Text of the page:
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World’s Worst Résumé Padder, Inspiration for “Taken” Pleads Guilty to Fraud

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By HVnews on April 13, 2011


To hear William G. Hillar tell it, he was a true badass. A man other men wanted to be. He was a highly-trained, globe-trotting Green Beret colonel. He held a B.A. in Psychology, an M.A. in Education, a Ph.D. in Health Education, and an honorary Doctorate in Intercultural Relations.

In the parlance of Liam Neeson from the hit movie Taken, which was inspired by events in the life of Hillar, he was a man with very particular skills acquired over a very long career.

Unfortunately, those skills are tantamount to lying.

Hillar, 66, pleaded guilty on March 29 to one count of wire fraud in a federal court in Baltimore. By all accounts, his amazing life of daring-do and adventure, of attempting to rescue his daughter from sex slavery, the distinguished military career, the diplomas, the lectures on counter-terrorism given to the F.B.I. and D.E.A were all lies.

“William G. Hillar lived a lie and based his teaching career on military experience he did not have and credentials that he did not earn,” U.S. Attorney Rod J. Rosenstein said in a statement. “He was never a colonel, never served in the U.S. Army or the Special Forces, never was deployed to exotic locales and never received training in counter-terrorism and psychological warfare while in the armed forces.”

As part of his plea agreement, Hillar has to pay back $171,000 he made by lecturing universities, soldiers, and federal and local law enforcement agencies (Hillar was paid upwards of $32,000 for various lectures and workshops) and he has to complete 500 hours of community service at the Maryland State Veterans Cemeteries.

Basically, he got off easy. How does a man who actually attended the University of Oregon from 1970 to 1973 and served in the Coast Guard Reserve from 1962 to 1970, achieving the rate of “Radarman, Petty Officer Third Class,” go from that to in-demand guest lecture on faked credentials?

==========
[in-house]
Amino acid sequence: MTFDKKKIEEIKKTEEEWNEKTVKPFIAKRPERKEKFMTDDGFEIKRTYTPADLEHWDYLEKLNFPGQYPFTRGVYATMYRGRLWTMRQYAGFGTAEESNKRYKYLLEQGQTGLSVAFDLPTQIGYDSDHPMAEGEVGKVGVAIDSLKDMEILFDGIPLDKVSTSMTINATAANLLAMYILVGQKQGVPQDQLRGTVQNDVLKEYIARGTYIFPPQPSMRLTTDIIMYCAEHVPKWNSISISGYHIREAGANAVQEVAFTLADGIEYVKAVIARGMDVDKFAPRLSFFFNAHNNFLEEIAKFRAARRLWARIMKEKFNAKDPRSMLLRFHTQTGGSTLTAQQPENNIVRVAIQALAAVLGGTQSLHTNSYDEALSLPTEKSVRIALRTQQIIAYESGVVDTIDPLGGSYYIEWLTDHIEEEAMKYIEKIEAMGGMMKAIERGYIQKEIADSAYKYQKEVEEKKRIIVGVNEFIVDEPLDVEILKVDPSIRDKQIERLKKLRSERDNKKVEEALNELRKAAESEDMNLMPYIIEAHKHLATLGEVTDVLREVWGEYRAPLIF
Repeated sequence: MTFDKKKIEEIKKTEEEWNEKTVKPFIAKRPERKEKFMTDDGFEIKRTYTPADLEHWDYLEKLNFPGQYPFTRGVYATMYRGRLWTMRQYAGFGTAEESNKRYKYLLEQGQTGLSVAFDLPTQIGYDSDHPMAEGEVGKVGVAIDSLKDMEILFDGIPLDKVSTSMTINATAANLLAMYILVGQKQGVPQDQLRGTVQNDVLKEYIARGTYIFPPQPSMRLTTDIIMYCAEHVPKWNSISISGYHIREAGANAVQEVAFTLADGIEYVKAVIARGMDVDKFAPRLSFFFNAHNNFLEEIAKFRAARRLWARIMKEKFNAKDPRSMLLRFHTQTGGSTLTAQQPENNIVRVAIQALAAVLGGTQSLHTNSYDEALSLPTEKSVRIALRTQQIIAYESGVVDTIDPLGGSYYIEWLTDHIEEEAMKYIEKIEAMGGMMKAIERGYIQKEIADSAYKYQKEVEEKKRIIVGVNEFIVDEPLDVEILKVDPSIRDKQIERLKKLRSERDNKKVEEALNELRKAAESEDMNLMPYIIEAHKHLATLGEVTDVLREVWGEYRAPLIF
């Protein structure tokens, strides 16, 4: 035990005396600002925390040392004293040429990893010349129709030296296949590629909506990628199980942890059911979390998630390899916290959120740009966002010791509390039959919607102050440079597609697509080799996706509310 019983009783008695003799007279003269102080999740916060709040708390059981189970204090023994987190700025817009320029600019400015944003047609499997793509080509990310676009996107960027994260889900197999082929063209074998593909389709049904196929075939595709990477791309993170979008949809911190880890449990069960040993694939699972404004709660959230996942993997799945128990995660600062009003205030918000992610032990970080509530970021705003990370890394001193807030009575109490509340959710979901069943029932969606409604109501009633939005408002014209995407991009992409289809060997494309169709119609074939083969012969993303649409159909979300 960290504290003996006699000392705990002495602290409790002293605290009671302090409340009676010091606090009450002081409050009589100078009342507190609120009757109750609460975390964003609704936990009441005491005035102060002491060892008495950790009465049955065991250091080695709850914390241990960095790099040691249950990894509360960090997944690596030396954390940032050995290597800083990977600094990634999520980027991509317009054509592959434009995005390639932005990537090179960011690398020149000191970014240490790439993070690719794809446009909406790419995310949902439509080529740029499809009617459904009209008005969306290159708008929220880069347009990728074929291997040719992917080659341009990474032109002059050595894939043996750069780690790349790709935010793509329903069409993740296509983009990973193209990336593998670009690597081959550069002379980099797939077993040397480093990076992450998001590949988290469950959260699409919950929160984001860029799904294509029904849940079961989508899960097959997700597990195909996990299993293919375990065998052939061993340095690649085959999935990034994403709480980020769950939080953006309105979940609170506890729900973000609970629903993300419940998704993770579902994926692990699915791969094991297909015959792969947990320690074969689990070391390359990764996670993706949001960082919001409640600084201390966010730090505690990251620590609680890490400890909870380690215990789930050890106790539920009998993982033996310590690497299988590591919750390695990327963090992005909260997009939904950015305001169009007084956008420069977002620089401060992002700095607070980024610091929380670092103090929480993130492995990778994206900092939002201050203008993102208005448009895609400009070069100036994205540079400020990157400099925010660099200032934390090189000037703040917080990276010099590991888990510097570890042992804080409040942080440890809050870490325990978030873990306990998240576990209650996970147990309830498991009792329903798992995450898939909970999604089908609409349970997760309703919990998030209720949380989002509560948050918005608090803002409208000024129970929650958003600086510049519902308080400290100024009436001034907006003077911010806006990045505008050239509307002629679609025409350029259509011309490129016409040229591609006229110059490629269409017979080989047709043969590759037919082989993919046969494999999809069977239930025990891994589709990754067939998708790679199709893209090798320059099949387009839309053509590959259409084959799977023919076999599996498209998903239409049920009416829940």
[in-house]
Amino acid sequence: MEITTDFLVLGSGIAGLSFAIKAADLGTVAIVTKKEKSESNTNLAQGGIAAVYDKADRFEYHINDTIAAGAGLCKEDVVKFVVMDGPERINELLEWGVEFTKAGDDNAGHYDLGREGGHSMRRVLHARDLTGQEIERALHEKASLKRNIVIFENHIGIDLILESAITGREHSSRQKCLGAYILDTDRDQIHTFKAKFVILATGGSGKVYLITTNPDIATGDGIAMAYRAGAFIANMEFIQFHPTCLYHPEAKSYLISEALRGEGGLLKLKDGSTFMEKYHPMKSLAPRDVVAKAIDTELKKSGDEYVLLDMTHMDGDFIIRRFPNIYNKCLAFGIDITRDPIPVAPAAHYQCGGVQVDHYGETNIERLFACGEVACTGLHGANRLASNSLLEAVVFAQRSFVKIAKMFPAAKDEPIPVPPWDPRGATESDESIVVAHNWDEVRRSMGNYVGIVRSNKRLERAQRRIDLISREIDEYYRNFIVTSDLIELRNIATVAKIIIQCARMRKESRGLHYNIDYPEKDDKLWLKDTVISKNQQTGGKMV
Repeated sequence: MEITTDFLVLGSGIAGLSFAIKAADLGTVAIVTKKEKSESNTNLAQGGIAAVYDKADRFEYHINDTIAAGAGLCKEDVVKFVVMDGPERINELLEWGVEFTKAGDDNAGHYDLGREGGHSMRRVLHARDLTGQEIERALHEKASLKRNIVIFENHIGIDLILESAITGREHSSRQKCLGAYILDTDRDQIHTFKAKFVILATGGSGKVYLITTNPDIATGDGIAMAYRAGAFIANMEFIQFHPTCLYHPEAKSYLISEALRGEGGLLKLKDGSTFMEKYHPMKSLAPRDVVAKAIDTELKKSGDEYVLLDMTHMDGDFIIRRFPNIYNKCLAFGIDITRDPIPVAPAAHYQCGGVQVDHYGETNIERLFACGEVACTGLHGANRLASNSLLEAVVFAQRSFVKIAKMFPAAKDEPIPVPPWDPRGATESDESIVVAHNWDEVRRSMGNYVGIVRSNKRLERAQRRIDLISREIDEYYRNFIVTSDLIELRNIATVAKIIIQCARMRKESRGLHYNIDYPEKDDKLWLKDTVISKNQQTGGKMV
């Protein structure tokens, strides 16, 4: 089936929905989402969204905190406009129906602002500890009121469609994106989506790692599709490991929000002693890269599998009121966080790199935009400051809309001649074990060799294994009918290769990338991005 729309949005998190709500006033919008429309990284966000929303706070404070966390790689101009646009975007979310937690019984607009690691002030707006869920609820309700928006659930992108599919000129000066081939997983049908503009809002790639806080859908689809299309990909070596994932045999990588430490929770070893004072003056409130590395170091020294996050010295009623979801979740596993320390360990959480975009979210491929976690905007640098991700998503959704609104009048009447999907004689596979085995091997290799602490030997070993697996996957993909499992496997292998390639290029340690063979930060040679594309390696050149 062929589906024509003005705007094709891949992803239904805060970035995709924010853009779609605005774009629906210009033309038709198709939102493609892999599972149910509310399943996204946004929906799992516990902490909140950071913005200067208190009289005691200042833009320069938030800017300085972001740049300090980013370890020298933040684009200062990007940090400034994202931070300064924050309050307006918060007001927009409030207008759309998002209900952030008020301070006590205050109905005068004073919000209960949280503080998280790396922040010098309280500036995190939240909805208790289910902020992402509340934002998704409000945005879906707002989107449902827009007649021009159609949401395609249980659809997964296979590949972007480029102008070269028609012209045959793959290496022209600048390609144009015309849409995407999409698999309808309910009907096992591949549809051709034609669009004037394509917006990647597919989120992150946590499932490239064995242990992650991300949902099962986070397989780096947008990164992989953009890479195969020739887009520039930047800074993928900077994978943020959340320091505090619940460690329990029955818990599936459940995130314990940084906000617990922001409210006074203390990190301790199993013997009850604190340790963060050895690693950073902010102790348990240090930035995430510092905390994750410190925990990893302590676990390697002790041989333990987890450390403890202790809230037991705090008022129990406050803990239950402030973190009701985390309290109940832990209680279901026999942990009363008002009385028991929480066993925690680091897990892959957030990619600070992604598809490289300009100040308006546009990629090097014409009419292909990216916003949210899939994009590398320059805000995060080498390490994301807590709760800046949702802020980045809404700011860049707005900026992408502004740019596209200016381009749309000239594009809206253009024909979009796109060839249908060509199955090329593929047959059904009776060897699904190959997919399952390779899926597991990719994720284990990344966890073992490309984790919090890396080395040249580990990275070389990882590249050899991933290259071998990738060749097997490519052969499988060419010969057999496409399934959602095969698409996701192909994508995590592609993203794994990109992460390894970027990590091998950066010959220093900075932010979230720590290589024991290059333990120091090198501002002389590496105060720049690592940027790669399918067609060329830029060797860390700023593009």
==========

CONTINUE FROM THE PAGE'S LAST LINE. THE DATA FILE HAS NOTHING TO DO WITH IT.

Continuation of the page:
Is his tongue so silver that in 12 years of spinning lie after lie he was never caught? His authority never questioned? It’d be one thing if he was just lecturing local law enforcement and colleges, but he lectured the F.B.I. and the D.E.A!?! He gave a lecture to the foremost investigative law enforcement unit in America and somehow they never bothered to check up on him? They never thought maybe we should look into this guy’s background? Is it just a matter of once the lies become accepted and reinforced the truth doesn’t matter all that much?

FBI Special Agent in Charge Richard A. McFeely said in a statement that Hillar’s deception was revealed by members of the Special Forces community. In late October, questions were raised about Hillar’s credentials in a forum thread at professionalsoldiers.org, a website dedicated to the Special Forces community.

In November, Hillar received the 2010 Hometown Hero award from Elon University in North Carolina for his work to combat sex trafficking.

According to the university’s student newspaper, The Pendulum, questions about Hillar’s credentials surfaced as he was about to receive the award.

Unfortunately, it’s not quite clear how the lies Hillar was dishing finally caught up to him. Though it seems his entire career, his entire reputation was built on a foundation of lies, at least Hollywood will finally have a good idea for a Taken sequel. It’s a move about a con artist who manages to make a ton of money off of tricking various law enforcement organizations. Except it’s not about the money for this con artist, it’s about the thrill of fooling everyone into believing the lie.

Basically, it’s Taken meets Catch Me if You Can meets Matchstick Men. There you go Hollywood. We just did the pitch meeting for you.

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